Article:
6 Hard-to-Kill Houseplants


This winter, we’re keeping things simple and bright with a low-maintenance indoor garden and foliage options that require minimal care. With that in mind, we asked Amelia B., the newest member of our plant team, for hard-to-kill houseplants that can thrive without a green thumb. She shares her thoughts on six favorites, below.

1. Rubber Plant (Ficus elastica): "Very easy to care for, this ornamental specimen is low-light and low-maintenance. Rubber plants should only be watered when the top layer of soil is dry to the touch; be sure you don't over-water. Keep your rubber plant in a warm location, and avoid exposing it to any sudden temperature changes, which can cause leaf drop. Not only are rubber plants beautiful, they're also excellent air purifiers. They emit high levels of oxygen, and remove toxins like formaldehyde and airborne mold from a room."

2. Stromanthe (Stromanthe sanguinea): "The 'Tricolor' variety of Stromanthe is one of my current favorites. I love the variegated leaves! This plant will thrive in humid environments like a bathroom, but doesn't need too much water; be sure to let the soil dry out between waterings."

3. Foxtail Fern (Asparagus densiflorus 'Meyersii'): "Lush and easy to care for, this plant is perfectly suited for bright, sunny rooms. Though the dense leaf plumes look fragile, the foxtail fern is actually a very hardy house plant. It should be watered when the top layer of soil is dry, and will grow up to three feet tall. If any leaves turn brown, clip them out to promote new growth."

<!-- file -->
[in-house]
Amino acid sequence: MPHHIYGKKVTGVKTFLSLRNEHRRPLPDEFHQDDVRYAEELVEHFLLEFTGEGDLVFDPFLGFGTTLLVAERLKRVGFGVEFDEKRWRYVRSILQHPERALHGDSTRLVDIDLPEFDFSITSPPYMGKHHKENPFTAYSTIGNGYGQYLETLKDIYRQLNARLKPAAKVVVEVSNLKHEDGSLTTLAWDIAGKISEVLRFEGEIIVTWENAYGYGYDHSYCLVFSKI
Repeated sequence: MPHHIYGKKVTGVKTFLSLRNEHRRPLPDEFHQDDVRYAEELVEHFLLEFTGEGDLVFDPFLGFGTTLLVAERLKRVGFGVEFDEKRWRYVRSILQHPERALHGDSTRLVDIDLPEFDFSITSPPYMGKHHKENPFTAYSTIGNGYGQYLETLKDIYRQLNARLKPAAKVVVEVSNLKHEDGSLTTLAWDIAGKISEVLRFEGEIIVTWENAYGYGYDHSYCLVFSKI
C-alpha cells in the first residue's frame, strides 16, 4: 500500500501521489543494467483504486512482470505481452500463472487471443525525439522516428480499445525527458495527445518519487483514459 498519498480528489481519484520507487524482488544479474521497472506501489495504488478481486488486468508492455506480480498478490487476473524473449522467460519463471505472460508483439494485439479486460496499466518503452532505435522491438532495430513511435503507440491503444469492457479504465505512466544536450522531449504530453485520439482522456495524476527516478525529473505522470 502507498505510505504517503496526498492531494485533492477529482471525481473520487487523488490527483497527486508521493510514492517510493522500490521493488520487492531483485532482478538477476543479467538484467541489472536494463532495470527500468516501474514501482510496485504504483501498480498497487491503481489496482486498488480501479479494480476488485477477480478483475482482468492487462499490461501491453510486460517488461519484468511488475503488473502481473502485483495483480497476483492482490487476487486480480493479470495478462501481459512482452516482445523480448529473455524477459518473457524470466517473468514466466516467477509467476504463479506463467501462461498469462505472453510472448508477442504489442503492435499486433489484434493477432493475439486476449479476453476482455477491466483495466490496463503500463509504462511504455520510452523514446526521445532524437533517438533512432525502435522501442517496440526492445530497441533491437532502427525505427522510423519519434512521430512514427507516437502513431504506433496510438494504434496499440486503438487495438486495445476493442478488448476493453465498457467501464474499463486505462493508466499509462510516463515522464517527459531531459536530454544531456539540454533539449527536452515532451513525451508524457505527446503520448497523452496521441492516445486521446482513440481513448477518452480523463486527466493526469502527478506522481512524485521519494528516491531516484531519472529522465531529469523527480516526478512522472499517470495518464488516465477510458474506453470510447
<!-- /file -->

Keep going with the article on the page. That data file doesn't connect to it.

4. Lady Palm (Rhapis excelsa): "Lady Palm offers a nice, tropical feel and bold scale for indoor gardens, growing from five to eight feet tall. It prefers bright, indirect light and minimal watering -- only when its soil becomes dry. Like rubber plants, it's also a great air purifier!"

5. Pothos (Epipremnum aureum): "A great choice for novice gardeners, this vining plant can be trained to climb around windowsills, doorways, or even a headboard. It can thrive even in low light, and won't suffer if it goes a bit too long without water."

6. Bromeliad (Vriesea, Neoregelia, or Aechmea): "There are more than 3,000 known species of bromeliads, but the three varieties listed are some of my favorites. They offer an interesting, architectural shape and bright, beautiful flower stalks. Bromeliads can withstand drought, but aren't tolerant of excess watering. They can thrive in a variety of light situations, but most prefer brighter environments with some protection from direct sun."  

Image credits: 1. Timothy Vollmer; 2. Javier Alejandro; 3. Sean Munson; 4. Forest and Kim Star; 5. Probuild Garden Center; 6. Terrain

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